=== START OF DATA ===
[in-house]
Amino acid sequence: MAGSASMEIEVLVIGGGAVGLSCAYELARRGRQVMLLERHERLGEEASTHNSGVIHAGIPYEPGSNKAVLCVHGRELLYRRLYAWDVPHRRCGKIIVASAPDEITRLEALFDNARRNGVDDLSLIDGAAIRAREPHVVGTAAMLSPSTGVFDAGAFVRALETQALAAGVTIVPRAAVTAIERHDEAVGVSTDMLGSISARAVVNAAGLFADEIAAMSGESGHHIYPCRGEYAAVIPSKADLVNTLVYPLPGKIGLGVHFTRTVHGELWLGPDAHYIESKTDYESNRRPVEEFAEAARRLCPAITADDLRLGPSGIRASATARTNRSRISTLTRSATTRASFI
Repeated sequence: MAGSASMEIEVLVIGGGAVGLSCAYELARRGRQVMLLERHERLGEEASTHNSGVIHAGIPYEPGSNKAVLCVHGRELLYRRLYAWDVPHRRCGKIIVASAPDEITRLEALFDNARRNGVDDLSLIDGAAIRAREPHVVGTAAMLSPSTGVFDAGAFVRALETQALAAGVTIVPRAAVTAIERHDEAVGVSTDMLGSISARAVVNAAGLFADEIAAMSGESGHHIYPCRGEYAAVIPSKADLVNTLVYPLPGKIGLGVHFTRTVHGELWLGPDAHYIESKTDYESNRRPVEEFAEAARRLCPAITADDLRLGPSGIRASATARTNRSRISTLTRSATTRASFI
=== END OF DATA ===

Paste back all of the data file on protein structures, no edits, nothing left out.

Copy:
[in-house]
Amino acid sequence: MAGSASMEIEVLVIGGGAVGLSCAYELARRGRQVMLLERHERLGEEASTHNSGVIHAGIPYEPGSNKAVLCVHGRELLYRRLYAWDVPHRRCGKIIVASAPDEITRLEALFDNARRNGVDDLSLIDGAAIRAREPHVVGTAAMLSPSTGVFDAGAFVRALETQALAAGVTIVPRAAVTAIERHDEAVGVSTDMLGSISARAVVNAAGLFADEIAAMSGESGHHIYPCRGEYAAVIPSKADLVNTLVYPLPGKIGLGVHFTRTVHGELWLGPDAHYIESKTDYESNRRPVEEFAEAARRLCPAITADDLRLGPSGIRASATARTNRSRISTLTRSATTRASFI
Repeated sequence: MAGSASMEIEVLVIGGGAVGLSCAYELARRGRQVMLLERHERLGEEASTHNSGVIHAGIPYEPGSNKAVLCVHGRELLYRRLYAWDVPHRRCGKIIVASAPDEITRLEALFDNARRNGVDDLSLIDGAAIRAREPHVVGTAAMLSPSTGVFDAGAFVRALETQALAAGVTIVPRAAVTAIERHDEAVGVSTDMLGSISARAVVNAAGLFADEIAAMSGESGHHIYPCRGEYAAVIPSKADLVNTLVYPLPGKIGLGVHFTRTVHGELWLGPDAHYIESKTDYESNRRPVEEFAEAARRLCPAITADDLRLGPSGIRASATARTNRSRISTLTRSATTRASFI